Seriously, if anyone is under the age of 30 and they have no pension, I would strongly urge you to set one up. For me, it's been one of the best financial decision I have made. Mine is just over 11 years old at the moment with 10% employer contributions and just under 10% personal contributions (which are of course tax deductible). I estimate that within 10 years, I should have a large enough pot that I can retire on. I am not expecting crazy investment returns, I am simply investing in various stock market index funds. Nor am I sacrificing my quality of life to meet my own contributions. I have a mortgage, drive a reasonably priced car, take an annual foreign holiday, while still being able to save a decent amount of money outside of my pension.

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9 minutes ago, NuBrit said:

The ignorance around pensions is just shocking. I have one friend who is a full time employee and has the option of entering a scheme where contributions up to 8% will be matched. He refuses to sink a penny into it. He is one of these people who thinks the entire fiat money system is finished, and that the £10k worth of gold and silver that he owns will go up by 10x at least, therefore sorting his retirement. I said to him, if the system doesn't collapse and you don't get run over by a bus, you're probably going to live 20 years of destitution from when you retire unless you have a plan. He is just having none of it.

The other excuse I see people using here that they will be dead before they can draw down a pension is ridiculous as well. Life expectancy figures may level off, or even fall a little in future years, but I would be absolutely shocked if the average life expectancy in 2040 was less than 80. Assuming that someone retired early at 60, life expectancy dipped to 80, that is 20 years of living expenses that they would need to be able to provide for.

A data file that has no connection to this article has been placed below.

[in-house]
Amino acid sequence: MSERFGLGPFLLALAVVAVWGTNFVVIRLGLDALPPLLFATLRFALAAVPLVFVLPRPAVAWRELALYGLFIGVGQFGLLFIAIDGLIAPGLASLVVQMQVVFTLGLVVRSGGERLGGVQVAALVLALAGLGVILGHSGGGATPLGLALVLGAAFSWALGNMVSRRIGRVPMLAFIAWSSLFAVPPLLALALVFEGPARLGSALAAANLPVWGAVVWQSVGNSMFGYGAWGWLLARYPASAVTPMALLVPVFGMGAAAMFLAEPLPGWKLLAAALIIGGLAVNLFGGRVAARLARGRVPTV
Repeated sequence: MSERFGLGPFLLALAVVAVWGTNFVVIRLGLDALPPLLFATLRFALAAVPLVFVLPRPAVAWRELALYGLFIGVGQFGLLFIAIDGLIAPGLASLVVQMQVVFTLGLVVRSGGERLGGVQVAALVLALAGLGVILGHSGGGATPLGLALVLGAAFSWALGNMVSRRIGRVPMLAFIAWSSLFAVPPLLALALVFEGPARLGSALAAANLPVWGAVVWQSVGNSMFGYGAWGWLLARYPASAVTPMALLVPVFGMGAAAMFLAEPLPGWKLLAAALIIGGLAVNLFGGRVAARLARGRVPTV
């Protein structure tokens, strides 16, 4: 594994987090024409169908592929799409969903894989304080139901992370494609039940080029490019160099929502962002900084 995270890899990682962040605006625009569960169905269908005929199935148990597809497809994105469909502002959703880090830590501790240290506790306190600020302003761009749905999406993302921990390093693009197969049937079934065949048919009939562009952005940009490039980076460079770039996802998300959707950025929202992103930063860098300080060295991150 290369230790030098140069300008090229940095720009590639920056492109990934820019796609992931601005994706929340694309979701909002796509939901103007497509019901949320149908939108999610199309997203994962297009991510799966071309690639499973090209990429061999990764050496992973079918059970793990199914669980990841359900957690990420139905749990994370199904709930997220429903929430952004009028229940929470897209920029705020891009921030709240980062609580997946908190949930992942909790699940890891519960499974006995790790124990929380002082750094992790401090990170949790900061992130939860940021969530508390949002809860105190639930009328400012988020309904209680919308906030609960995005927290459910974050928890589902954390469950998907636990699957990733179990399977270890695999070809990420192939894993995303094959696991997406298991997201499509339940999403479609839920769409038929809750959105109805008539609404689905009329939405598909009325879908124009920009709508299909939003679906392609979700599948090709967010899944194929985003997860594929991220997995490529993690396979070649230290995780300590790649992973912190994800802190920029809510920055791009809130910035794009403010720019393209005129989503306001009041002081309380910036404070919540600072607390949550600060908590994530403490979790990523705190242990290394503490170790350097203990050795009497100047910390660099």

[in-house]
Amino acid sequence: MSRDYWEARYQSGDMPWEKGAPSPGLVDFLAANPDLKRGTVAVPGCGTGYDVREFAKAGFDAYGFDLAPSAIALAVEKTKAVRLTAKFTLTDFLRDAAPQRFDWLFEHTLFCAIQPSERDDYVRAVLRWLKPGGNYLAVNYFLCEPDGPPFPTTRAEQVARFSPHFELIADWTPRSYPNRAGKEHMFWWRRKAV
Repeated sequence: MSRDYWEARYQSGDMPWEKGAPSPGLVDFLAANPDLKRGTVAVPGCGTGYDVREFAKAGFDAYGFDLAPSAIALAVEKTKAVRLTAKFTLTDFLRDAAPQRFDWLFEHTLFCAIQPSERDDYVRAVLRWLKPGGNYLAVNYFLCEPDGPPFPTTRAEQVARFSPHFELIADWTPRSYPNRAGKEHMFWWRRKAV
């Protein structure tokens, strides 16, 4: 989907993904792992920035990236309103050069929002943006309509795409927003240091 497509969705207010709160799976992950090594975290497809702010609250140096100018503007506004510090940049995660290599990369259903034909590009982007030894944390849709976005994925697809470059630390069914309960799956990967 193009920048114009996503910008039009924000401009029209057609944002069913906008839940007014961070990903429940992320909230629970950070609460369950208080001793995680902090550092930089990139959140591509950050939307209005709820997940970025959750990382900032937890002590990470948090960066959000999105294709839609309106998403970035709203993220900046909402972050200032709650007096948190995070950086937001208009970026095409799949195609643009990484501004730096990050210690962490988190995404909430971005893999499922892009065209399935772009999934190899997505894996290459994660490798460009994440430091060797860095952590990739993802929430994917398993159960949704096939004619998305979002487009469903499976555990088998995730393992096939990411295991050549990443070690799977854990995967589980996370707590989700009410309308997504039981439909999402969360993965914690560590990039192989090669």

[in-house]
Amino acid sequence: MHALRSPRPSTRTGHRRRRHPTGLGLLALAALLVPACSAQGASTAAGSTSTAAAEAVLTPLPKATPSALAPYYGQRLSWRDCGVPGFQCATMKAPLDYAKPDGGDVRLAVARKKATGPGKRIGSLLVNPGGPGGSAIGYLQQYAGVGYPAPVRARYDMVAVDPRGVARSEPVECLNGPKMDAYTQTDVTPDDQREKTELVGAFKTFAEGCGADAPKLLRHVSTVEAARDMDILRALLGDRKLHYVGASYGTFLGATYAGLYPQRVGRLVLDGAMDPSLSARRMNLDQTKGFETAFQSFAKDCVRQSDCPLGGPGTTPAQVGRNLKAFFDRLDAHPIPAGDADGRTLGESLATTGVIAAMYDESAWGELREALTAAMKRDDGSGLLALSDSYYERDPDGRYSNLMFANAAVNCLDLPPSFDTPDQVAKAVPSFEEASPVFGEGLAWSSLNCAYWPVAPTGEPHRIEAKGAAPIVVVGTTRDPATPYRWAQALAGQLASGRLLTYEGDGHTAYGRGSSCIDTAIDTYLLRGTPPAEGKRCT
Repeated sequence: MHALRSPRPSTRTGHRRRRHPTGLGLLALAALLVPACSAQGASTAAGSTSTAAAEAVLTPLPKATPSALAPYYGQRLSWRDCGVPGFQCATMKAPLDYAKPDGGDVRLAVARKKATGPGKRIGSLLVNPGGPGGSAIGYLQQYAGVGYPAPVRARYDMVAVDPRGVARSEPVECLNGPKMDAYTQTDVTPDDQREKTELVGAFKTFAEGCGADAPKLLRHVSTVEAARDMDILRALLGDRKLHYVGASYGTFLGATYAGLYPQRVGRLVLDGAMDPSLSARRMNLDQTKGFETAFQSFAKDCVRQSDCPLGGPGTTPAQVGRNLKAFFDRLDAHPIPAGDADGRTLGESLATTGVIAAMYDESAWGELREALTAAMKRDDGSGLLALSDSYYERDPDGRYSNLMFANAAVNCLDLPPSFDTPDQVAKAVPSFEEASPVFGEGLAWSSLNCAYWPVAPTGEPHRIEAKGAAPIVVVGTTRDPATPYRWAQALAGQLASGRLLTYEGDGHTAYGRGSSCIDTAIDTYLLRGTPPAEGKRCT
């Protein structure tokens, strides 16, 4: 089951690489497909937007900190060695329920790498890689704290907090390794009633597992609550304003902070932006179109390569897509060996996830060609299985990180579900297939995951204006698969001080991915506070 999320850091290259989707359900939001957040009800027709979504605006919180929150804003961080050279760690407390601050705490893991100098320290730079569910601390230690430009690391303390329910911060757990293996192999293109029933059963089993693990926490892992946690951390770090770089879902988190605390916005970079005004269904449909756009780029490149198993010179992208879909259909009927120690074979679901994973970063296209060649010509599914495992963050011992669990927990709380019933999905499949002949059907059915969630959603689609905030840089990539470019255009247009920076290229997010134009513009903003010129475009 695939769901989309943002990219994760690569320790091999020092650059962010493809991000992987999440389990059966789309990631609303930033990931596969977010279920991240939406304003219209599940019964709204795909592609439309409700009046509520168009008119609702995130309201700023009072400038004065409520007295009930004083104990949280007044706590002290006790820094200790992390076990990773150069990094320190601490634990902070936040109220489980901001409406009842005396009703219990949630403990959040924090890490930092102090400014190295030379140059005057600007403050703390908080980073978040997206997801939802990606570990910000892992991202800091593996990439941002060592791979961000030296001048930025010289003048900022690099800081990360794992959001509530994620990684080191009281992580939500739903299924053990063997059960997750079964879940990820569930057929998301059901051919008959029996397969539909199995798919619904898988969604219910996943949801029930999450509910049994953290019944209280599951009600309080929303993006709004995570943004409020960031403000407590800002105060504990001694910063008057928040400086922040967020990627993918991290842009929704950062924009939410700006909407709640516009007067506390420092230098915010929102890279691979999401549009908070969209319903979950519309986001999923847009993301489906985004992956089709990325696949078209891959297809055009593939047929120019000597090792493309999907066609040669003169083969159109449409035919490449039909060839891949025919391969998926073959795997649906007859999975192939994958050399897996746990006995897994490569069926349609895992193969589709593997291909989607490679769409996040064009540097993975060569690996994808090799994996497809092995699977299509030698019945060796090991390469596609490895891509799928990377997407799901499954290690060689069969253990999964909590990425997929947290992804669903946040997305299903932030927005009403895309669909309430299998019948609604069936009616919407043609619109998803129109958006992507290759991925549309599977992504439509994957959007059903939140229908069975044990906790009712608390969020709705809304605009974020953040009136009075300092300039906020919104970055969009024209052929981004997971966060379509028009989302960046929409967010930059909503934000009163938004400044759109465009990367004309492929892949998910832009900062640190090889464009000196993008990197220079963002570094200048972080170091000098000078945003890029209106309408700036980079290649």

Seriously, if anyone is under the age of 30 and they have no pension, I would strongly urge you to set one up. For me, it's been one of the best financial decision I have made. Mine is just over 11 years old at the moment with 10% employer contributions and just under 10% personal contributions (which are of course tax deductible). I estimate that within 10 years, I should have a large enough pot that I can retire on. I am not expecting crazy investment returns, I am simply investing in various stock market index funds. Nor am I sacrificing my quality of life to meet my own contributions. I have a mortgage, drive a reasonably priced car, take an annual foreign holiday, while still being able to save a decent amount of money outside of my pension.

I think this is excellent advice.  Ideally you need a spread of investments and that should include a pension.

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1 hour ago, Muddlehead said:

The problem with this is that in your pension you end up paying more tax if these investments are very successful, whereas there is no tax on your ISA. For this reason I think it would generally be more sensible to make your higher risk investments in the ISA and follow a less risky strategy in your pension. Of course it might still be worth having some low risk investments in your ISA if you are likely to retire on your ISAs before you are able to access your pension.

 

Absolutely right. 

Highest risk gambles in ISA every time. 

SIPP's are tax revenue raising machines. 

 

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5 hours ago, crashmonitor said:

With the qualification that i reckon alcohol in moderation is better than abstinence. Probably a small glass of red a day is optimum with a couple of days off, but I guess its hard to stop at that level.

Can't see what would be wrong with one small red wine a day, but not just alcohol also sweet fizzy drinks and drinks with artificial sweeteners.....also I don't think generally people are drinking enough plain water a day.;)

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9 hours ago, Dyson Fury said: